This is a great thread. I have added lots to my amazon basket
I would recommend Gerald Durrell: My family and other animals (or the whole Corfu trilogy). Love humorous travel writing- particularly Tim Moore (not classic literature but if anyone else likes this kind of thing please give 'French Revolutions' a go.
Which is the best Paul Theroux to start with? I have long wanted to read some of his work, and thrilled by a new author (to me) with a big back catalogue. Am hovering over my amazon basket- any suggestions on where to start would be great.
The Catcher in the Rye The early Philip Pullmans such as Ruby in the Smoke The Josephine Tey books are all classics e.g. The Franchise Affair, Brat Farrar The Conan Doyle Sherlock Holmes short stories Do you know, it's hard to think of cheerful classics!
She has read quite a lot of Gerald Durrell, some Pullman (His Dark Materials, and Ruby in the Smoke and possibly some others; enjoyed RitS most), not interested in Holmes strangely enough. I've found Daughter of Time by Tey, but I don't think she's started it.
Not heard of Railway Bazaar.
Catcher in the Rye, great idea and it's in a box somewhere! Also thought Catch 22 - also in a box somewhere! (There are at least 40 boxes which would be unpacked if we had shelves for them; then are my RIP brother's books, another 10 boxes; and my other brother will be coming to live with us soon and his large 2-bed flat is so full of books that you can't see the floor for piles of them as there is no more room on his shelves. My bedroom has 20 or so piles up against walls which are on average 30 high. It's a nightmare. We need another house to make into a library!)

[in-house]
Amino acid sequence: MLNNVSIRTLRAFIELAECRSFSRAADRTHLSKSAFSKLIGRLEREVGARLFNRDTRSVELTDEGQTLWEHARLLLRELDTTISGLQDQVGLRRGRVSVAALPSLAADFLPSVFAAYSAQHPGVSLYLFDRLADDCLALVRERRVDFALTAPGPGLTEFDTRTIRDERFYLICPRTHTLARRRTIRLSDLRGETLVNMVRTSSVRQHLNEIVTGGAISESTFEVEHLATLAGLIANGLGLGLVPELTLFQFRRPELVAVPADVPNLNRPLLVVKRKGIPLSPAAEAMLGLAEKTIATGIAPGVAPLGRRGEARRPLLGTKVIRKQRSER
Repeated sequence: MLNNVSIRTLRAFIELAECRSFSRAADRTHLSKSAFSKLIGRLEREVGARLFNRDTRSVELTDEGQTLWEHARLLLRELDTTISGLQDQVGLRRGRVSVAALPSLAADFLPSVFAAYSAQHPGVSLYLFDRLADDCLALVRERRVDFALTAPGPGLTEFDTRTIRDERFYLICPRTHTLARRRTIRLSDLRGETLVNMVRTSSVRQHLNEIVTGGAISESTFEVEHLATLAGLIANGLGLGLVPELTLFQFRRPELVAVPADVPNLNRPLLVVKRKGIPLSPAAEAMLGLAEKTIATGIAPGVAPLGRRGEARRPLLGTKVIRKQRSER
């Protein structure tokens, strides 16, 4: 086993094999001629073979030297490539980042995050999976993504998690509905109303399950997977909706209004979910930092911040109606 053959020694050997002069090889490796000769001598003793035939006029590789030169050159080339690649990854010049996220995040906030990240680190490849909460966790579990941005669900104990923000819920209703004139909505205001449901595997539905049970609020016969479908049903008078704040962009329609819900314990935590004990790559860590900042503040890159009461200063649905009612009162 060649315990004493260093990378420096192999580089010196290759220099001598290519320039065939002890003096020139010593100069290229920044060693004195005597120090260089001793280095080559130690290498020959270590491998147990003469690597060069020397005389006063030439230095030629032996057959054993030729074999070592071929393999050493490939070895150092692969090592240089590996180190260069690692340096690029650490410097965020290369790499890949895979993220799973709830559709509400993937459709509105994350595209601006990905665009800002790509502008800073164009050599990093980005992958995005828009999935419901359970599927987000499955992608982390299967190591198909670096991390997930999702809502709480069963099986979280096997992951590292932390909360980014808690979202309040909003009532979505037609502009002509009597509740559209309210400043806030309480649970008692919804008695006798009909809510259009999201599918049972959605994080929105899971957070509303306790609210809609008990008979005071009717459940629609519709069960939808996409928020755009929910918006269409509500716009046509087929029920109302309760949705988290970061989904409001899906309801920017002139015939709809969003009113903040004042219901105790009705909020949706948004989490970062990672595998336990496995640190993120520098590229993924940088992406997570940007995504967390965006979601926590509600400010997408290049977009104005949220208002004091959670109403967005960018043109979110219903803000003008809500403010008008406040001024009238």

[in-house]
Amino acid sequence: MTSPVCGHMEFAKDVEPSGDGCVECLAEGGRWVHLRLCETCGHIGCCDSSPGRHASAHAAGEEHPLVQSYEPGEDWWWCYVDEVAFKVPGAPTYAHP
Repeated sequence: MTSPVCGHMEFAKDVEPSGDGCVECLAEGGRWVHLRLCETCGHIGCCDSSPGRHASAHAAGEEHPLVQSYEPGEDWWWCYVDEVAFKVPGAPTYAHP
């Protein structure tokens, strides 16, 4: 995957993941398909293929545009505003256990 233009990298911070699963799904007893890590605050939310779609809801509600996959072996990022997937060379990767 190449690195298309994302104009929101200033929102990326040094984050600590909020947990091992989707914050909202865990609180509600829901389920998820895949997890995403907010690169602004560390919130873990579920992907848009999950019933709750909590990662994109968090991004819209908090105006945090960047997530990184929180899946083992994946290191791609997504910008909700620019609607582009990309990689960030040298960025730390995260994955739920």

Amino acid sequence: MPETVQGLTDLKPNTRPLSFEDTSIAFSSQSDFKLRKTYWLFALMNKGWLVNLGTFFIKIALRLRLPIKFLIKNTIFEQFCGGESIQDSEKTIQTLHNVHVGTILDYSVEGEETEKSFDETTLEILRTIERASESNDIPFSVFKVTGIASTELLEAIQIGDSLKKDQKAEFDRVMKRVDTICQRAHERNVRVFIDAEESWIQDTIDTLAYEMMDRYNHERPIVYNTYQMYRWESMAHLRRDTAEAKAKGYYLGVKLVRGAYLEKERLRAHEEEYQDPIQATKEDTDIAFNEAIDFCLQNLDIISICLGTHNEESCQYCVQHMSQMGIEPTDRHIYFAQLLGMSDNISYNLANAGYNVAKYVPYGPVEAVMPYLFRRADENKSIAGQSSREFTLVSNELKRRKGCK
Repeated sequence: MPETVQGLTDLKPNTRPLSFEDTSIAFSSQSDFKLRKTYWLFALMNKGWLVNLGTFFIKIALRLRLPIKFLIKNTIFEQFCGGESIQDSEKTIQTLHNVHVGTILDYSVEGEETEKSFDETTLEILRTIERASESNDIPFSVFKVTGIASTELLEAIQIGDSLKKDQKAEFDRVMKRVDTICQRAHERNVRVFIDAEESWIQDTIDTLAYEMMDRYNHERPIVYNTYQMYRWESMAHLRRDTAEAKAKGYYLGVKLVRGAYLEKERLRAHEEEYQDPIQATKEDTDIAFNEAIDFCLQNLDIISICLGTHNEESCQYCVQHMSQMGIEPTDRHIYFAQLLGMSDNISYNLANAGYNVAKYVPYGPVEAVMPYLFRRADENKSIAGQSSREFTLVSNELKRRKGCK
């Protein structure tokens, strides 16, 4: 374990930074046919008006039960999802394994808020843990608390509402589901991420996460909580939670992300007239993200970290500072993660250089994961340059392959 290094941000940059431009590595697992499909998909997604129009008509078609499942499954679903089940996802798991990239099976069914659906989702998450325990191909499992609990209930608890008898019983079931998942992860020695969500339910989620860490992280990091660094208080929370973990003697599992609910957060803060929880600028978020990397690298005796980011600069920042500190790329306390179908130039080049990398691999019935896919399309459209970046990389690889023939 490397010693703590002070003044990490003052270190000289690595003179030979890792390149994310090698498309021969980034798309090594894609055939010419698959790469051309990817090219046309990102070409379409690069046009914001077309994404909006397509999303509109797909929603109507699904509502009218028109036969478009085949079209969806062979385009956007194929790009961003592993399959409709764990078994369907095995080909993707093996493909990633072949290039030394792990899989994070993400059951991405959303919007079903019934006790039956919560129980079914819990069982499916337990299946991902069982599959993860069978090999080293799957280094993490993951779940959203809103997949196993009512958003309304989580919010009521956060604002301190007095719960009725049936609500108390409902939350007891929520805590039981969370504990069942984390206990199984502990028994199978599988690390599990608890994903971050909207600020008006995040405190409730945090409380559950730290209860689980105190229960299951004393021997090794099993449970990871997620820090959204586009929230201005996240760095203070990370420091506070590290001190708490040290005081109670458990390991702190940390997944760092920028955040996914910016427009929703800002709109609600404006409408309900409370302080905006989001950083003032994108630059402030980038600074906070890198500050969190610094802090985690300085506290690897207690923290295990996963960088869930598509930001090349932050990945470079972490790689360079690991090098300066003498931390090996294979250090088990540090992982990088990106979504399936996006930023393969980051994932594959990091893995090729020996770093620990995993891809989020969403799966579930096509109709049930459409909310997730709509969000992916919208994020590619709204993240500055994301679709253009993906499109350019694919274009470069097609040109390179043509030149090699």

Catch 22 would be a great idea. Not sure 'Catcher in the Rye' could really be classed as cheerful though! 'Bilgewater' Jane Gardam was one of my teenage favourites and Iain Banks 'The Crow Road' although these maybe aren't literary enough. Lian Hearne's quarter (across the nightingale floor etc) are a good read and following the asian theme 'Wild Swans' Jung Chang might work too.
Lamprey, I always found Catcher in the Rye very calming. Oddly safe. I think it's that image at the end of someone catching children so they don't come to harm (can't remember the details, obviously due for a re-read!).
Remus, er yes. And those little sojourns to Bath to take the waters, and those horribly cramped houses - old Vicarages are just sooooooo small, one can barely keep a minimal household.
Remus, I feel Bath has become rather louche since the Regent took an interest. All the ton now visit Harrogate. Bracing, doncha know?
Will look put for Frost in May (I have a feeling I have it in a box somewhere); have not come across Enchanted April. I have quite a lot of Angelou - very affirming. Again, in a box somewhere.
No I can't just hand over a box. There are books in them which may need to be removed first (dh had some awful junk); everything is higgledy-piggledy as the boxes got moved about a lot, books dragged (all our faves that we could find) and so got repacked with whatever was closest etc.
It's horrible, and I dream of houses with shelves floor to ceiling on every single wall.